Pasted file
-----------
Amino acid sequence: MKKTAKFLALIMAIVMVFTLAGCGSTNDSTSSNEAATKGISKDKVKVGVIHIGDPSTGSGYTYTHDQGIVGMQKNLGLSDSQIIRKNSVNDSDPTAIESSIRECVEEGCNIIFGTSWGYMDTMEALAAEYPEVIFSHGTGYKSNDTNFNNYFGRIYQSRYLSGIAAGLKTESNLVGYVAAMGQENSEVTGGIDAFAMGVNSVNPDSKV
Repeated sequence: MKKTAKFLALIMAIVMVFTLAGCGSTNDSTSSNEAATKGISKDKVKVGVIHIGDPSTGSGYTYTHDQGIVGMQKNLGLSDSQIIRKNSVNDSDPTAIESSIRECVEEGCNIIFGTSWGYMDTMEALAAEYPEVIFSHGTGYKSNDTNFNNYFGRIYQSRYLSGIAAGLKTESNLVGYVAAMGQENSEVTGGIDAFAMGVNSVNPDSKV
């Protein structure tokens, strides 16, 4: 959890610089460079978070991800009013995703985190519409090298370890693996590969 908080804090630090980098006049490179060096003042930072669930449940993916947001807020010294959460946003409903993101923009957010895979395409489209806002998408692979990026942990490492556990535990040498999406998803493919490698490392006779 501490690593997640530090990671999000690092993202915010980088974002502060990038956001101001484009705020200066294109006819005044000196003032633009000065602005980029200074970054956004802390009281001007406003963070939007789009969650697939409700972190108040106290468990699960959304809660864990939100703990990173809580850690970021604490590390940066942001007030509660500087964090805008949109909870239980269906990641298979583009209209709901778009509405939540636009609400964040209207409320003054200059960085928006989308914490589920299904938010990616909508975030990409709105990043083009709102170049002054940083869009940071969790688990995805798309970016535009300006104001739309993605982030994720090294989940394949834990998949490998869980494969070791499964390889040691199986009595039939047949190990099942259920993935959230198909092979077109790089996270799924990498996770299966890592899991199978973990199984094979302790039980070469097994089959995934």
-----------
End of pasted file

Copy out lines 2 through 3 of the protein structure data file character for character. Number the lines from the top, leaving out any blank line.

Repeated sequence: MKKTAKFLALIMAIVMVFTLAGCGSTNDSTSSNEAATKGISKDKVKVGVIHIGDPSTGSGYTYTHDQGIVGMQKNLGLSDSQIIRKNSVNDSDPTAIESSIRECVEEGCNIIFGTSWGYMDTMEALAAEYPEVIFSHGTGYKSNDTNFNNYFGRIYQSRYLSGIAAGLKTESNLVGYVAAMGQENSEVTGGIDAFAMGVNSVNPDSKV
């Protein structure tokens, strides 16, 4: 959890610089460079978070991800009013995703985190519409090298370890693996590969 908080804090630090980098006049490179060096003042930072669930449940993916947001807020010294959460946003409903993101923009957010895979395409489209806002998408692979990026942990490492556990535990040498999406998803493919490698490392006779 501490690593997640530090990671999000690092993202915010980088974002502060990038956001101001484009705020200066294109006819005044000196003032633009000065602005980029200074970054956004802390009281001007406003963070939007789009969650697939409700972190108040106290468990699960959304809660864990939100703990990173809580850690970021604490590390940066942001007030509660500087964090805008949109909870239980269906990641298979583009209209709901778009509405939540636009609400964040209207409320003054200059960085928006989308914490589920299904938010990616909508975030990409709105990043083009709102170049002054940083869009940071969790688990995805798309970016535009300006104001739309993605982030994720090294989940394949834990998949490998869980494969070791499964390889040691199986009595039939047949190990099942259920993935959230198909092979077109790089996270799924990498996770299966890592899991199978973990199984094979302790039980070469097994089959995934």